August 21, 2017
Recent floods affected more than 16 million population in South Asia and above 500 people together in Nepal, India and Bangladesh.
According to the International Federation of Red Cross and Red Crescent Societies (IFRC), these floods are turning out to be one of the worst humanitarian crises in years.
“This is fast becoming one of the most serious humanitarian crises this region has seen in many years, and urgent action is needed to meet the growing needs of millions of people affected by these devastating floods. Millions of people across Nepal, Bangladesh and India face severe food shortages and disease caused by polluted flood waters,” said Martin Faller, IFRC Deputy Regional Director.
Martin further informed that one-third of Bangladesh and Nepal were inundated in floods and more than 11 million population were affected across northern parts of India.
Meanwhile, the Secretary General Dev Ratna Dhakhwa opined that the flood situation would likely result in food security challenges. “We fear that this destruction will lead to severe food shortages,” said Ratna Dhakhwa.
Relief Distribution Paces up in Mid-Western Nepal
Relief measures are fastly reaching flood victims of the four worst-hit districts of the mid-western Nepal. Undertaken by the District Natural Disaster Relief Committee, the government authorities are distributing cash, grams, rice grains, clothes and tents, among others to the victims affected by floods and landslides.
Various cluster groups formed under the DNDRC for overseeing education, health and sanitation, rehabilitation and relief distribution programmes have been sent to the villages struck by floods, informed Banke Chief District Officer (CDO) Ramesh Kumar KC.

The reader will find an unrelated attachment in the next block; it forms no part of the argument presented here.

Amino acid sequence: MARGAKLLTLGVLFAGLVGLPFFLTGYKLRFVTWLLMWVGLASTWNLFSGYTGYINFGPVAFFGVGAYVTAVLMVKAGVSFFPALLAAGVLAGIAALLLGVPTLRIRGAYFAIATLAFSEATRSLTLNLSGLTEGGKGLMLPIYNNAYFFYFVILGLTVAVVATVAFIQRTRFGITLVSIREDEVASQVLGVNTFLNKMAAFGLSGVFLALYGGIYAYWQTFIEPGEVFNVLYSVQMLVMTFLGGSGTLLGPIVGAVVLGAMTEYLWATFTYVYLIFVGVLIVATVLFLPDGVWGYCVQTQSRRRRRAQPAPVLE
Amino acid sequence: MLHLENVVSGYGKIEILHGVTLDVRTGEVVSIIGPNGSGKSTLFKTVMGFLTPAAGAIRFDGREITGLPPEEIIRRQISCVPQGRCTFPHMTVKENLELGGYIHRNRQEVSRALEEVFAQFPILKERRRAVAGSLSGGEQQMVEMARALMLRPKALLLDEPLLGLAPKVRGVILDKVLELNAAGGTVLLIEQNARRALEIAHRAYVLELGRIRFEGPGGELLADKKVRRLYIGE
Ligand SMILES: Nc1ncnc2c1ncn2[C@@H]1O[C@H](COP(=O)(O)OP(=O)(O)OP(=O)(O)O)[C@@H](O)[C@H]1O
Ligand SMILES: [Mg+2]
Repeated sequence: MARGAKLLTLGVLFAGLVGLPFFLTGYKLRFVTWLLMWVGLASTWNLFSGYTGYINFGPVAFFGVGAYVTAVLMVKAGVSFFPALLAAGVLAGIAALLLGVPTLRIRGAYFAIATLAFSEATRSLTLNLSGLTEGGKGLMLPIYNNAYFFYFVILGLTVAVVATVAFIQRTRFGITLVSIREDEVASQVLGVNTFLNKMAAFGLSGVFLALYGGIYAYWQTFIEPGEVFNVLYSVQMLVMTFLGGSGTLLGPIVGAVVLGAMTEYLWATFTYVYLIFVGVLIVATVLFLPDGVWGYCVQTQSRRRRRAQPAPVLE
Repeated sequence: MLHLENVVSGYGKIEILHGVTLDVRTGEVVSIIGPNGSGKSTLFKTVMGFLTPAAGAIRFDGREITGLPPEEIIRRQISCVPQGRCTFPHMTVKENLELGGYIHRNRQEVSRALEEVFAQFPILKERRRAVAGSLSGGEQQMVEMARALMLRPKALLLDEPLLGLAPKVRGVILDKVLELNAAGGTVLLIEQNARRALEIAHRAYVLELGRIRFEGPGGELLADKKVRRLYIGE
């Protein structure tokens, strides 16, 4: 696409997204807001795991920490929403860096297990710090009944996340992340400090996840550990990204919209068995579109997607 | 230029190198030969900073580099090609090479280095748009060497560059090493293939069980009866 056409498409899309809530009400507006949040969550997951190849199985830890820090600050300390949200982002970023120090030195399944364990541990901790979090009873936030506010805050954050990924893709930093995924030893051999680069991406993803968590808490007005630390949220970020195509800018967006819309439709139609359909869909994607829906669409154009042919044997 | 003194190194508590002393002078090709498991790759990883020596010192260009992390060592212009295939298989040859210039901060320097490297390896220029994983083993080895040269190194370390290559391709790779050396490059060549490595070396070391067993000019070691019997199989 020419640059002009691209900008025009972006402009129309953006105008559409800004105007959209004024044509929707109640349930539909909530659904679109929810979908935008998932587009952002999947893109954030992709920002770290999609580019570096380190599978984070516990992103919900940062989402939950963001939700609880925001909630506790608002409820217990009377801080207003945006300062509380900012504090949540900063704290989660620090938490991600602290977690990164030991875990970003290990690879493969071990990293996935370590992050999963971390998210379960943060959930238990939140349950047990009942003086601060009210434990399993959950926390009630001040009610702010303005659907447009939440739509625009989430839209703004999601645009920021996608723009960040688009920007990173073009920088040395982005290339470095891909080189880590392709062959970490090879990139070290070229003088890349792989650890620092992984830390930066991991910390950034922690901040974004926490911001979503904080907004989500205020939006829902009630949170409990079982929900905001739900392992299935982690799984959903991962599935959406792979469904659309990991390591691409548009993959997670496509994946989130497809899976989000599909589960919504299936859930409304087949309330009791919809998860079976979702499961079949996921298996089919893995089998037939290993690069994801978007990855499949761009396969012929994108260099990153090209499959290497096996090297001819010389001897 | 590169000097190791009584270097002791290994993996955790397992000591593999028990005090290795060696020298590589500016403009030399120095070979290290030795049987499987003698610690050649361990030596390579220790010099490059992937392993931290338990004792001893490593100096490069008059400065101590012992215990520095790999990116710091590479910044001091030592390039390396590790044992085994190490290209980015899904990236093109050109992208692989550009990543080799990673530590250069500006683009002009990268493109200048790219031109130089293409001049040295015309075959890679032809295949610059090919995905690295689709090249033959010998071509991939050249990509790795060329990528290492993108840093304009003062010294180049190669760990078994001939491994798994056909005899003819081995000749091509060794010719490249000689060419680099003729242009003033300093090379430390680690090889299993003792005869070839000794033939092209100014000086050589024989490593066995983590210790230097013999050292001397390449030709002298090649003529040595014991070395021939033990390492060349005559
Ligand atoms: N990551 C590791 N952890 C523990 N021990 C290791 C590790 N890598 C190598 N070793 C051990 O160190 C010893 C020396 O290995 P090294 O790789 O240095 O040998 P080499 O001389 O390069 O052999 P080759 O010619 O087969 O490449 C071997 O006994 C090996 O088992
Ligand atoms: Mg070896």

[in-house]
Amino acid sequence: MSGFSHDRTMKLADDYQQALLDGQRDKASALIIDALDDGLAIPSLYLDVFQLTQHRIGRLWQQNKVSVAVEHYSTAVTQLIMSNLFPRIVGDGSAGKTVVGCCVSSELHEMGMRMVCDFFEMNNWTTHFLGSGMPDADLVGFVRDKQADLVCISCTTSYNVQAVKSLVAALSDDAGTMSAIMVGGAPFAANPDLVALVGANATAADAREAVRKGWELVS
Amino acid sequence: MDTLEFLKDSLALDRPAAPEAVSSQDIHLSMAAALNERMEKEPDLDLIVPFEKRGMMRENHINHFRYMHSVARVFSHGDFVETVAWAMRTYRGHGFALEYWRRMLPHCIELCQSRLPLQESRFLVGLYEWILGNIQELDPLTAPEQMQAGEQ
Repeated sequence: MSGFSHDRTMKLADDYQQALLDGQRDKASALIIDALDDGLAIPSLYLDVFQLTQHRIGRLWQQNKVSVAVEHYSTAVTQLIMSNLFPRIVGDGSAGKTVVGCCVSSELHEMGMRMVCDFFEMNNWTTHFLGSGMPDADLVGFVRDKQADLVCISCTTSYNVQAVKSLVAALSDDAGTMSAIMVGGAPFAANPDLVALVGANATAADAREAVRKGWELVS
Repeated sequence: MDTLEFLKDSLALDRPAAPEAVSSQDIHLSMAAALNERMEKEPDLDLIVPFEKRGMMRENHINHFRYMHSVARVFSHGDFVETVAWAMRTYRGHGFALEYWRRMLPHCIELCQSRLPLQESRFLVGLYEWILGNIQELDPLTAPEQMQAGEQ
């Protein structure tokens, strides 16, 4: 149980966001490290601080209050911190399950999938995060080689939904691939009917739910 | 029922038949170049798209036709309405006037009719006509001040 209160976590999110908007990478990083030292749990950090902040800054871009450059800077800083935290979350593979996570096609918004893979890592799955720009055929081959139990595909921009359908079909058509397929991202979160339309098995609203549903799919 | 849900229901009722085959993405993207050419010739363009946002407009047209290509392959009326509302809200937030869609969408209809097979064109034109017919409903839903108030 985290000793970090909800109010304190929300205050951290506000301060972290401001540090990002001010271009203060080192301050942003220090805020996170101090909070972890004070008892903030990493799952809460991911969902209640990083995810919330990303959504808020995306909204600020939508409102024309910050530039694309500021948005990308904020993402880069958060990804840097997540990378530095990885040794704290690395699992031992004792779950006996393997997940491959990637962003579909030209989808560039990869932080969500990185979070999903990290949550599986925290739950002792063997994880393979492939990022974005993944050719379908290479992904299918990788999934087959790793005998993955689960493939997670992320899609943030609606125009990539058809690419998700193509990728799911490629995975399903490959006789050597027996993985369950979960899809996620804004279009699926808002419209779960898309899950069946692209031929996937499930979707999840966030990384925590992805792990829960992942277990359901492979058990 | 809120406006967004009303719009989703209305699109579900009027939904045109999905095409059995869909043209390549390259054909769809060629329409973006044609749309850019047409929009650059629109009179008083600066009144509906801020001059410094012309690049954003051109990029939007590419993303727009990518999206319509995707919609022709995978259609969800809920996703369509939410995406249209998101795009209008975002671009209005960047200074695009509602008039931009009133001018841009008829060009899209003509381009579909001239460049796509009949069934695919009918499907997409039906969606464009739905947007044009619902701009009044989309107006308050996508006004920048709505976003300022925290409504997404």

Disease Break-out in Flood-hit Regions
Public across various flood-hit regions are suffering from severe health issues. The number of patients in the district hospital and other health centers of the district has increased.
Some have reportedly died of snake bite, diarrhea, common cold, among other problems.
According to Chuman Lal Das, Chief of District Public Health Office, patients suffering from diarrhea and common cold, among other diseases, increased in the flood-affected areas of the Siraha District. Health workers could treat patients as there was no dearth of medicines in the health facilities, Das informed.
On the other hand, hundreds of flood victims in Saptari are still waiting for relief packages. According to the locals, rice being distributed through helicopters is running out of stock and they were asked to borrow from their neighbors.
“We are compelled to live in hunger and our children have not eaten properly after the disaster, state presence is negligence,” said a local Bhutiya Devi Ram.
Meanwhile, the Ministry of Agriculture and Development (MoAD) Secretary Suroj Pokhrel today informed that the Ministry is currently developing an immediate relief package to the flood-hit farmers of Tarai, which will be announced on August 23, 2017.